I was four years old when it all started. It was winter in my home state of Oregon, and we were in the midst of an epic ice storm. I had come down with the flu—or so it seemed to my parents.
The vomiting was out of control.
One vivid memory was rushing to the only bathroom in our small childhood home to release yet another round of bodily fluid. The door was locked. In a child’s panic, my hands flew to my face in a futile attempt to stop the dam that was my lips from bursting. As the floodgates opened, my father came out of the bathroom just in time to see vomit shoot in all directions around the chubby hands that were trying so desperately to keep it in.
Simply put: I was sick. Very sick.
There were other harder to explain symptoms as well. I still recall the way I felt so hot inside, and yet my mother insisted that I was cold to the touch. She was so concerned that she actually moved the worn out blue couch in our front room right in front of the fireplace, where I slept restlessly. I was in an incredible amount of pain and I felt eternally thirsty. My nails and lips were purple and I looked like I had two black eyes.
My siblings were concerned. I am the middle child of nine—six girls and three boys—and we grew up in a three bedroom house outside of Portland. My sister Holly was 11 at the time and was very into a series of books called The Babysitter’s Club. Written by Ann M. Martin in the ‘80s and ‘90s, it was a fictional series based around teenager’s babysitting experiences. Holly had just read one in particular about a child that gets diagnosed with Type 1 Diabetes, told from the perspective of the babysitter. Holly begged my mom to take me to the hospital and cited the symptoms from the book.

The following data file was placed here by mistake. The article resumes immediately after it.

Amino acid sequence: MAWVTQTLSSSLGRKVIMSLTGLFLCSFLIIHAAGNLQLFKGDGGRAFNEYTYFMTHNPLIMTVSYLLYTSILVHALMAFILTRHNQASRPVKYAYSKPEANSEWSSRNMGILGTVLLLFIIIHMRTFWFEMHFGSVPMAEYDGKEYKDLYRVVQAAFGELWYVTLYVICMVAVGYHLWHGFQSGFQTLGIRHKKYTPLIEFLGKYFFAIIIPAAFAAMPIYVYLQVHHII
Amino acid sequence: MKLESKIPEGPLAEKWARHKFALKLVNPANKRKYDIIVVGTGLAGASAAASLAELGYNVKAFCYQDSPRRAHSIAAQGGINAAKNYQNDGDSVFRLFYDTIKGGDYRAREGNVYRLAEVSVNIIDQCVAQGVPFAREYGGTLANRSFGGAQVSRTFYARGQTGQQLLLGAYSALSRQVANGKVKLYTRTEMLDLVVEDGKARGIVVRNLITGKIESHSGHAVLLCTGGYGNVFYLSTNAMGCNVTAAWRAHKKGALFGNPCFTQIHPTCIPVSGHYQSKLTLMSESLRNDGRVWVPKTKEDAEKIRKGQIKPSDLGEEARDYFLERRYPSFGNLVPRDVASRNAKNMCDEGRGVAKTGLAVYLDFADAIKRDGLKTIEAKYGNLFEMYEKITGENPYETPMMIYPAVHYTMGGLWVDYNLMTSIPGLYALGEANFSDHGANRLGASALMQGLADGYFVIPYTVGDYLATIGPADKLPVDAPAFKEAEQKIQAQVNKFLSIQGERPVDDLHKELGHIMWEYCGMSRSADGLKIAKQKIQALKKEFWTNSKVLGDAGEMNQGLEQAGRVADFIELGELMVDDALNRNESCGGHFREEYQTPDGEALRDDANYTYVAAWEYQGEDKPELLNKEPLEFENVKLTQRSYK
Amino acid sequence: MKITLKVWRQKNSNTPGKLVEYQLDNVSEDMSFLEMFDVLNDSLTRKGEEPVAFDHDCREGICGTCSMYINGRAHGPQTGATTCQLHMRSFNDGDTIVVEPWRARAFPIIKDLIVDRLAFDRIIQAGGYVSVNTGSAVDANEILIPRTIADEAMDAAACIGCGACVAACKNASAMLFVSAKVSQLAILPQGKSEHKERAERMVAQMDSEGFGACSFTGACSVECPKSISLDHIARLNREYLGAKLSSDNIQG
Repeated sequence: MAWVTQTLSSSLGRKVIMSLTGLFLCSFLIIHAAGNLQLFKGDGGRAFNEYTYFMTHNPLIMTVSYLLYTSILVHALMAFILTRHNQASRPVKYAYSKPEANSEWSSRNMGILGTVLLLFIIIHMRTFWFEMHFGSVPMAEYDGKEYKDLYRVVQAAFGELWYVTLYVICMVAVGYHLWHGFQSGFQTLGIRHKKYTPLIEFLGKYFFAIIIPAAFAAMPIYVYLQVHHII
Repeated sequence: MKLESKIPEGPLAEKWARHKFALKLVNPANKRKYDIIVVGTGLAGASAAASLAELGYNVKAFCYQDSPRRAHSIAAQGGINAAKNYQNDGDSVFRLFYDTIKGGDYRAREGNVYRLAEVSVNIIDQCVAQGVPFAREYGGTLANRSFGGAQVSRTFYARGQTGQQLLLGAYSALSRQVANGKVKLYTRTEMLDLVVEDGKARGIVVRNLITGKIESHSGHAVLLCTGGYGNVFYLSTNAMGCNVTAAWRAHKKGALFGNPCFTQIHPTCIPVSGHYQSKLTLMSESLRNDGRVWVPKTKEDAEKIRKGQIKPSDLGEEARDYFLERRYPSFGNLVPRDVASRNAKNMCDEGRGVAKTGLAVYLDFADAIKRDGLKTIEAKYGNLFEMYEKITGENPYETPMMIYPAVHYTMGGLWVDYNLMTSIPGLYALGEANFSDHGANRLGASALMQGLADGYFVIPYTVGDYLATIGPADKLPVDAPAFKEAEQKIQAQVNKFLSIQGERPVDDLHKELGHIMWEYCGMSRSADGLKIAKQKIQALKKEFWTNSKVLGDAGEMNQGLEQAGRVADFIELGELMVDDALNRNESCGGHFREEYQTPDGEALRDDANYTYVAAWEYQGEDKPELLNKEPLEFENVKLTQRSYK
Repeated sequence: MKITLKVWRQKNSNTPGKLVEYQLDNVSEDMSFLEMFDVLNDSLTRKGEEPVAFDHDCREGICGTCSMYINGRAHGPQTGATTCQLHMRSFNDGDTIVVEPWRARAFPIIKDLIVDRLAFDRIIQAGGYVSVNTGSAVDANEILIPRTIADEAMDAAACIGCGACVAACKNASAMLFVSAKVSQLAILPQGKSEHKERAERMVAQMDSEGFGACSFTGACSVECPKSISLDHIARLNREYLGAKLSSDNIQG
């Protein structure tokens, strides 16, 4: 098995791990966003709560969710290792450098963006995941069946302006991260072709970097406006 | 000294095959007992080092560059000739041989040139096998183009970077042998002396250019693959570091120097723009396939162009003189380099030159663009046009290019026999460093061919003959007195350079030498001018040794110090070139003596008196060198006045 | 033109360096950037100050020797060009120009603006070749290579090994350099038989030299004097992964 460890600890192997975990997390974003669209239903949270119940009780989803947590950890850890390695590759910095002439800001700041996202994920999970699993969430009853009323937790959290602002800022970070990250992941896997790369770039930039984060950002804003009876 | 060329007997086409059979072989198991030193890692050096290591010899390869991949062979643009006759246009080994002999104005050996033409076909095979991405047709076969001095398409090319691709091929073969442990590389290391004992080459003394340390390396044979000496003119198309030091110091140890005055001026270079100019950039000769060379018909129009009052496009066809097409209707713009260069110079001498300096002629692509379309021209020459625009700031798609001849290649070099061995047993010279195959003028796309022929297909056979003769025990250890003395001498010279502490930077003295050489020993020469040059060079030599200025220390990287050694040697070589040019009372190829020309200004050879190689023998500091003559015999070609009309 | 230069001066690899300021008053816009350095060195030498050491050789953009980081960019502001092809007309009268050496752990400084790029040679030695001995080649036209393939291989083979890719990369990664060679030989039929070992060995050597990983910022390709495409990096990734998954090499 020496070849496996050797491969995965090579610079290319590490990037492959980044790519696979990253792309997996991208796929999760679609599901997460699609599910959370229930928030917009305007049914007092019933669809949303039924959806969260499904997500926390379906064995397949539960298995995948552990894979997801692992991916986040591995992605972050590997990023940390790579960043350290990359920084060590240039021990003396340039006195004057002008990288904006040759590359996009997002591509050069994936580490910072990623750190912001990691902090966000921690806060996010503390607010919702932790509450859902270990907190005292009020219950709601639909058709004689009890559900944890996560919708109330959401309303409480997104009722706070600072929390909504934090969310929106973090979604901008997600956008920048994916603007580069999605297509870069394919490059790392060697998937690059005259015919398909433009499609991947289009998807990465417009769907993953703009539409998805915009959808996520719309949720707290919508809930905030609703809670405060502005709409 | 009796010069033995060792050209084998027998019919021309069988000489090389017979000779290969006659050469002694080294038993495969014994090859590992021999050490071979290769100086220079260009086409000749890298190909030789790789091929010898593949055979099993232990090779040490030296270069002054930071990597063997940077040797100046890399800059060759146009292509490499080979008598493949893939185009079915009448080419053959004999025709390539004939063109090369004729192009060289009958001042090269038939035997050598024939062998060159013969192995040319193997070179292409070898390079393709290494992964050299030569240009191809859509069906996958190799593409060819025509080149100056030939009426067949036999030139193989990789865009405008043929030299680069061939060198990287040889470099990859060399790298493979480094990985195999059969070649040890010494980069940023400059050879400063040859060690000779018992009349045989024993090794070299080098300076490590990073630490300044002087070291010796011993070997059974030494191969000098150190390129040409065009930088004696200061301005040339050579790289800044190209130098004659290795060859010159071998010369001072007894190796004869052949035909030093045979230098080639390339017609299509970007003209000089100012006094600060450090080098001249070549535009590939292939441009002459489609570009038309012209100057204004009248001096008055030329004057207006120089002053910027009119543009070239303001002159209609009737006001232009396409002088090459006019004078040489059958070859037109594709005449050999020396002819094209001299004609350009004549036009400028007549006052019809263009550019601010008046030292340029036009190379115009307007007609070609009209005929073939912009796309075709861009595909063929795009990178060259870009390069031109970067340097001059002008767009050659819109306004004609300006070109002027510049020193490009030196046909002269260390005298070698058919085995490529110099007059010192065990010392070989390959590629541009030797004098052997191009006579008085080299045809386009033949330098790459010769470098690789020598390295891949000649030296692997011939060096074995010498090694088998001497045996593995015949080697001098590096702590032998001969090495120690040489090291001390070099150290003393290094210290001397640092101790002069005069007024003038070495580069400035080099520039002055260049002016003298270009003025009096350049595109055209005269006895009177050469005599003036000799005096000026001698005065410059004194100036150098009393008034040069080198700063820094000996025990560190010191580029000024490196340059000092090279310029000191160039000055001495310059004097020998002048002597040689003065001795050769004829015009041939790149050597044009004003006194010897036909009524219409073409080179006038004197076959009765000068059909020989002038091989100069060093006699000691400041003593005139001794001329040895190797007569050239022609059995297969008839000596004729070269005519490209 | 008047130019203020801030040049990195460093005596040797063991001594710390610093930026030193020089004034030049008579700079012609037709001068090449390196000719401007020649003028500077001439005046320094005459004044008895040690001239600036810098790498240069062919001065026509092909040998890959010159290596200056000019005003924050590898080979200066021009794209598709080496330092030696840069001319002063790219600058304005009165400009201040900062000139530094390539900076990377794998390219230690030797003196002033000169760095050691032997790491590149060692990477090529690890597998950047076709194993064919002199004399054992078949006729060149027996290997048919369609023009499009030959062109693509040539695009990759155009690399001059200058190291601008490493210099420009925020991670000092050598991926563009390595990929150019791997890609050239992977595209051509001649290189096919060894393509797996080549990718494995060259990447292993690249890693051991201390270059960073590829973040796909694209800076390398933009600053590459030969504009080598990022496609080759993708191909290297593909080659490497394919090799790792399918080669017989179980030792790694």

She saved my life that day.
I was in and out of consciousness on the way there. Because of the ice storm, the going was slow. Holly came with my mom and I in our huge 13-passenger van, and she held my head in her lap the whole way there. She even carried me into the ER.
Here’s where things get really hazy. I’ve asked for details and I still don’t remember it clearly. There were a lot of bright lights, and adult faces I did and did not recognize. All wore the same look of worry and urgency. As they wheeled me through the hospital halls on a gurney, I vomited on a nurse. I remember feeling very scared and confused. No one seemed to be able to explain to me what was happening, and I kept saying I hurt. It was true. I hurt all over. Still now, years later, this pain experience has become a baseline for all others.
There was an ambulance at one point. I later learned that they had transferred me to a children’s hospital downtown, where I was admitted into the ICU immediately.
My blood sugar levels upon intake were too high to register. I was soon diagnosed with Type 1 Diabetes.
Let’s pause for some doctor talk.